GO: And if someone knows—if it's well written...you get all the beats...it will tell you everything you need to know. And then Chris goes and hires Lindy Hemmings, who's a great costume designer, so you're not there for four days, turning, saying, "No, that doesn't work. That doesn't work." She's got a great sense of how you might dress, so she offers up three jackets or a suit, and you go—you know what? I think I went with the first shirt or tie or something that I put on, and I went—
MF: "This feels good."
GO: "We got it."
MF: (Laughs.) Right. Right. Let me ask a question, based on this. Did you ever ask an actor this question and get a lot of intellectual response?
MF: You do?
G: Sometimes, yeah.
GO: I think also it depends on...I mean, people talk about research and you—I, one time in my career, played a heroin addict. And I was not going to take heroin. But I met people who were taking it. And I hung out with people who had recovered from it. And I said to someone "What's it like being on heroin?" And this woman—ten people tried to explain it to me, and the woman said to me, "Imagine your spine wrapped in cotton wool"—
GO: And I went, "Got it. I've got it." Now I know how to act that. I know what that sensation—if acting isn't intellectual, it's a feeling. And it's a sensation....You could read twenty books on Denmark and Hamlet and Shakespeare and all the rest of you, but on the night when the curtain goes up, they're not going to help you stand there and say, "To be or not to be." So when you ask a question like that, you say, "But how do you make that work?" He's talented. It's not any more mysterious than that. (Laughs.)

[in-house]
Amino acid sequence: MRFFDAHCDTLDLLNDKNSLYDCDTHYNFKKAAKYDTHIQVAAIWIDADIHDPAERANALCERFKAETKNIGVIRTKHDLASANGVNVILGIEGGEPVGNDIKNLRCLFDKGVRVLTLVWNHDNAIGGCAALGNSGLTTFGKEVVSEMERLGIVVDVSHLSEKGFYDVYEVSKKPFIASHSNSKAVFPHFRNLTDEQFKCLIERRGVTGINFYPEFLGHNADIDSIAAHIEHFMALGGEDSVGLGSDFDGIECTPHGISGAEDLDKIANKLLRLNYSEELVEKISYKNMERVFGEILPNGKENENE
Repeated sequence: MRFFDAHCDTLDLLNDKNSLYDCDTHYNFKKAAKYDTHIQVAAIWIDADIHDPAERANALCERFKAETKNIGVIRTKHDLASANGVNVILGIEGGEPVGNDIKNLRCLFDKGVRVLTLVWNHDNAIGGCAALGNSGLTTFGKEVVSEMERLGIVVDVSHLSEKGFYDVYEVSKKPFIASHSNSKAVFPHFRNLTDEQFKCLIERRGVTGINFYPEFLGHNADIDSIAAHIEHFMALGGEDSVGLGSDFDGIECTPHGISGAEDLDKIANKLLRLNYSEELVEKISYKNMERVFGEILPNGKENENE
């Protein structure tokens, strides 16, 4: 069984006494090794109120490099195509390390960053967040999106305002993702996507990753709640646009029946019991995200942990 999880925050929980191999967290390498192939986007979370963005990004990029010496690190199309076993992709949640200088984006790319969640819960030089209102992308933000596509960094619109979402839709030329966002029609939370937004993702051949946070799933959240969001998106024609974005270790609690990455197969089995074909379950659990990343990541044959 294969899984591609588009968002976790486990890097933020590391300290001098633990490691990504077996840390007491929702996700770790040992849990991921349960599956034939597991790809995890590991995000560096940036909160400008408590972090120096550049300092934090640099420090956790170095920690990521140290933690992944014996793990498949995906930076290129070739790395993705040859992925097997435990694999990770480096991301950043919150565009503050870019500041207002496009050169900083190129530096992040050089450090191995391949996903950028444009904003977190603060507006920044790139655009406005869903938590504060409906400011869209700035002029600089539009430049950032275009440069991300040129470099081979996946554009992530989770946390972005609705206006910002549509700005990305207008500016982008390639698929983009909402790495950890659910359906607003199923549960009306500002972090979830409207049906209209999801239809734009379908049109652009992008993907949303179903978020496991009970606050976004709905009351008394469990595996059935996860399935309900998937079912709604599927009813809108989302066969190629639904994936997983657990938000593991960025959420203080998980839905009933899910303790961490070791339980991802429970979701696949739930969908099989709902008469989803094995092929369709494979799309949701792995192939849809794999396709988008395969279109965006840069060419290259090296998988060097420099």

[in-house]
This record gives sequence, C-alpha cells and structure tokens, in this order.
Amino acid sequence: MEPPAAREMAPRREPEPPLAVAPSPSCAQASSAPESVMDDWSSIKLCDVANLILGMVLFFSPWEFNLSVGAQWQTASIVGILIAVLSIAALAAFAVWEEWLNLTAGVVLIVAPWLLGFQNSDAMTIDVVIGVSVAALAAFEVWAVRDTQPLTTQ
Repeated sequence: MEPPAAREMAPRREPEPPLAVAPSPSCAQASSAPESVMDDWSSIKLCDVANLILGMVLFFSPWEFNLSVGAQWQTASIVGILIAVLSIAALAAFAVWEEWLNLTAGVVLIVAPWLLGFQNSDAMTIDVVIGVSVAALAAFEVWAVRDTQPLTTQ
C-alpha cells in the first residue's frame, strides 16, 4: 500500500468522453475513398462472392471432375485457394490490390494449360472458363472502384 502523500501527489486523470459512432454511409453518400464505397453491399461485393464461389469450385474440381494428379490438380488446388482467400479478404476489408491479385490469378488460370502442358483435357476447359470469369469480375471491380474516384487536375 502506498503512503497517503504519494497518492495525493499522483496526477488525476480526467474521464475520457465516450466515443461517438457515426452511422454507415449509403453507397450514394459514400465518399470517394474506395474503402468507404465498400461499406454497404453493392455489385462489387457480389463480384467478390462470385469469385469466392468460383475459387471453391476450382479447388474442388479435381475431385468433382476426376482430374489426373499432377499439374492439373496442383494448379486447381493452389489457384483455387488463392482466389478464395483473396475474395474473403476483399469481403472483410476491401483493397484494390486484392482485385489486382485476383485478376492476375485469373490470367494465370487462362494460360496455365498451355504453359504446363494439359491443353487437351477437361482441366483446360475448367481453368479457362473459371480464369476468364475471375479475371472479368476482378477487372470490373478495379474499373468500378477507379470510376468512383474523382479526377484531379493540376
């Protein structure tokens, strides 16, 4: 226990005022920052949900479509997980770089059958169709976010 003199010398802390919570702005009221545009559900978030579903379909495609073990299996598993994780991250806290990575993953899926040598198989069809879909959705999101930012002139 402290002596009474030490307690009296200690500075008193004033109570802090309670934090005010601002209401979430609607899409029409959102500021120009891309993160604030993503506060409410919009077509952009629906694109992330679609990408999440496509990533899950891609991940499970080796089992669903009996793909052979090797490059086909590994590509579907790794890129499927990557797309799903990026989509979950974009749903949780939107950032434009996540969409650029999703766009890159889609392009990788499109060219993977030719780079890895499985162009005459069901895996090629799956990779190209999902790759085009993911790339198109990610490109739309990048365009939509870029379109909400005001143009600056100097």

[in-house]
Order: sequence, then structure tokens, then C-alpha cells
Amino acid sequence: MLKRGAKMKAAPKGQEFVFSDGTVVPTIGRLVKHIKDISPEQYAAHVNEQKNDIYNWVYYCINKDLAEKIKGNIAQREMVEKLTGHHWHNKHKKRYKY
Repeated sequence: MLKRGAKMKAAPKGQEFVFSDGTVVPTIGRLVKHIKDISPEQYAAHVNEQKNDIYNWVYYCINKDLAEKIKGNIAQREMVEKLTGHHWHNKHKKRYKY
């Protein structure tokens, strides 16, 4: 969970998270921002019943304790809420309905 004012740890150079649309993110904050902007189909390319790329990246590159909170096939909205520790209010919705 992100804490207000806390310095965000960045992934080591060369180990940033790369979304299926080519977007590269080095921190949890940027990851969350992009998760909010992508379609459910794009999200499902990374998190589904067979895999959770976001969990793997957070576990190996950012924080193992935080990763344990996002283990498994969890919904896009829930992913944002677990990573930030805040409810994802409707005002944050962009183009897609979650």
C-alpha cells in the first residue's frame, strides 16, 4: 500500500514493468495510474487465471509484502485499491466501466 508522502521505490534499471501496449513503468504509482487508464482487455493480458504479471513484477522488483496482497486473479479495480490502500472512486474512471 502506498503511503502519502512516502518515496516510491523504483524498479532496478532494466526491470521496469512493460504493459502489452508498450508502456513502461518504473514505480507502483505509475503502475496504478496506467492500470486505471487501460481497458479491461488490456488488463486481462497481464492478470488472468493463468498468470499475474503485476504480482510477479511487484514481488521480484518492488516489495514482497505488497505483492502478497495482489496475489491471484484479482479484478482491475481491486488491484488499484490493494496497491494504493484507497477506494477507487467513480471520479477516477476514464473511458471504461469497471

MF: Interesting. 'Cause I played a heroin addict once too. And it's the same thing, you know, you don't—. People will say—you watch them, they're smoking marijuana. And get wrong. You know, it's like "Whoa, whoa. Smoke doesn't do that to you." Snorting cocaine—they get wrong. Coke doesn't do that to you. So you're using heroin. What does happen? I don't know. So you have to go to somebody who knows intimately the whole process: what it's like when you first shoot, what happens afterwards, what happens when you're coming down—you gotta learn all that. And somebody can tell you, just like the woman who finally got up and said, "Imagine your spine wrapped in cotton"—if you can do that, then you got it, you know. A guy told me, he said, "When you first shoot up, it's a complete sexual experience." So it's like—heh. Then it happened, you know?
G: When you're back in your old stomping grounds of London, is there anything you're always sure to do?
GO: Uhm. (Pause.) Avoid the rain. Yes, sleep (laughs)—about all. Not really much—there wasn't really much to—I was in a sort of state of sort of odd jet lag. Maybe that's why my performance is so subdued.
MF: Mmmmm-mnn. You're not really just joking here.
GO: No. That I used it. And I went—do you remember I talked to you about that?
GO: Yeah, I talked about—I said, "I'm so sort of, you know, exhausted from this thing," and he [ed.: Nolan] wanted a weariness.
MF: Yesss. Perfect.
GO: Hey, you know?
MF: That's why you get the big bucks, Gary.
GO: But it's tough at the middle.
GO: Thank you, guys!
MF: Thank you.
[For the complete L.A. junket press conference transcript, click here.]
[For Groucho's review of Batman Begins, click here.]